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Phantom lymphadenopathy. An association with chronic fatigue syndrome
  1. R Baschetti
  1. Retired Medical Inspector of the Italian State Railways, CP 671, 60001–970 Fortaleza (CE), Brazil; baschetti{at}

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    Shee reports an association between chronic fatigue syndrome (CFS) and what he regards as a “phantom lymphadenopathy”.1 However, his failure to observe “true lymphadenopathy” in patients with CFS complaining of swollen lymph glands does not exclude a real, albeit subclinical enlargement of those glands, because he did not compare their dimensions with the ones that were measurable before the appearance of patients’ complaints.

    As someone who suffered from CFS and reported on its dramatic resolution thanks to old and new drugs for Addison’s disease,2 I clearly remember that my lymph nodes, just a few days after the abrupt onset of CFS, became mildly painful and began to swell gradually. This slow process of enlargement lasted approximately one month. However, even when my lymph glands stopped swelling further (but continued to be mildly painful), their dimensions were still clinically within normal limits. This may indirectly explain why Shee found that “careful examination did not confirm lymphadenopathy” in CFS patients with “self diagnosed enlarged lymph glands”.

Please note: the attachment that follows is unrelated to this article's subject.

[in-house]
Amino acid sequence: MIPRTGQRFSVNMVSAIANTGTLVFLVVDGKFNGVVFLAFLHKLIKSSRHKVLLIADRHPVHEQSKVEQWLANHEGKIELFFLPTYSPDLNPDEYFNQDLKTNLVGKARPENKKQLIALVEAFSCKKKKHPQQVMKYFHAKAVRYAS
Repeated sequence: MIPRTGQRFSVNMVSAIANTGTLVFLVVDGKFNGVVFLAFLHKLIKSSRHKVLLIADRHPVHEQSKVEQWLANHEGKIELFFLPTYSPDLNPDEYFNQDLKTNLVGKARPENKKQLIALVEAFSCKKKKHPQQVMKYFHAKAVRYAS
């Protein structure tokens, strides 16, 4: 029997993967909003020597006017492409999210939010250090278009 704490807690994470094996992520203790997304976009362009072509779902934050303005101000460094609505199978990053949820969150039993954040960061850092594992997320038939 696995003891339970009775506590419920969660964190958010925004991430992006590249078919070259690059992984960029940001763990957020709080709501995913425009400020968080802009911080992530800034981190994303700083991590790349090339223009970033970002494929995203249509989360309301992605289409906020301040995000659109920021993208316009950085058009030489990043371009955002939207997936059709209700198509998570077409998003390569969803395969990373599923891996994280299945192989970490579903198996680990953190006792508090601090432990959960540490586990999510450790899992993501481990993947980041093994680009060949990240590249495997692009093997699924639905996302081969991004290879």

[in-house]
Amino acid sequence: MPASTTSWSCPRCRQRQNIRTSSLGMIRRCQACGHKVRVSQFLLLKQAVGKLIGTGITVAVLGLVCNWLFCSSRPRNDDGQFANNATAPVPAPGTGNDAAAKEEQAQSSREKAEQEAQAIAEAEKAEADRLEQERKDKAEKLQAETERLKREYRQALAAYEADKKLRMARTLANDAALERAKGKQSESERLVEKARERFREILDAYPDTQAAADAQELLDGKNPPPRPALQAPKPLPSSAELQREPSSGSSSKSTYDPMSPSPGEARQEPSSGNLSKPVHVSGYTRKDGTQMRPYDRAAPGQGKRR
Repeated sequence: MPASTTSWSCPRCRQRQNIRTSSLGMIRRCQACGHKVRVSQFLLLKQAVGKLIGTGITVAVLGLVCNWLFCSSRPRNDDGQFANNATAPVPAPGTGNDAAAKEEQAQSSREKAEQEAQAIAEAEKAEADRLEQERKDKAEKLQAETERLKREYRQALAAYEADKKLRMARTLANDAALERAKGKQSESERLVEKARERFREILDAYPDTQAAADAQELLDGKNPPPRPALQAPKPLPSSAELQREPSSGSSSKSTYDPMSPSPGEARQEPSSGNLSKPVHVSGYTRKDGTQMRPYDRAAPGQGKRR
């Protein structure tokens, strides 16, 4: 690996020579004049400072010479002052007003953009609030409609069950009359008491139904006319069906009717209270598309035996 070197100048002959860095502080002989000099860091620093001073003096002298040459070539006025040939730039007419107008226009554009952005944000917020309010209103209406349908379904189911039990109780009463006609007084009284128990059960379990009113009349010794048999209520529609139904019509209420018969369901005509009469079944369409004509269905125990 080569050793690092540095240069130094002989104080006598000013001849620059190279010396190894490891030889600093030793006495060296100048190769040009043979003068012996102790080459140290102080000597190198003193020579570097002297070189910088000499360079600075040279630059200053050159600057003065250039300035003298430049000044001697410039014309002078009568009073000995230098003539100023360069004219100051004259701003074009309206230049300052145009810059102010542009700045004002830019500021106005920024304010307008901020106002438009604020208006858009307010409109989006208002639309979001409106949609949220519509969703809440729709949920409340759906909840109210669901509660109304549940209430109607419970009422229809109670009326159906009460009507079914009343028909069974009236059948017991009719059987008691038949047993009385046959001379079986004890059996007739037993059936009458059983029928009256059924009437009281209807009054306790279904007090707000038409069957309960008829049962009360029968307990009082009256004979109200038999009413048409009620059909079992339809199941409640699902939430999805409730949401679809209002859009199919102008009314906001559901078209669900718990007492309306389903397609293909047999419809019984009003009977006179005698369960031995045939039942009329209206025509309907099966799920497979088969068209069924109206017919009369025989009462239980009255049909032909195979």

Shee proposes some explanations for his patients’ complaints about their lymph glands, but surprisingly fails to mention adrenal insufficiency as a possible cause of those symptoms. Enlargement of lymph nodes is one of the many of clinical features that CFS shares with primary adrenal insufficiency.3 As a consequence of their common adrenal abnormalities,3 CFS4 and Addison’s disease5 also share an additional feature, namely, impaired production of dehydroepiandrosterone sulphate, which is secreted from the adrenal glands.4

    Shee points out that general and neurological examination and other investigations were normal in all patients with CFS. His article, however, does not specify whether those investigations also included an assessment of adrenal function. Hypocortisolism, for example, despite being present in CFS (as well as in Addison’s disease),3 is not mentioned in Shee’s article as a possible explanation for the symptoms of his patients with CFS and, therefore, he probably omitted to measure their cortisol levels.

    In view of the 42 clinical features that CFS shares with Addison’s disease,2–5 I believe that a careful evaluation of the adrenal function of patients with CFS would have enlightened Shee more than did all other investigations combined.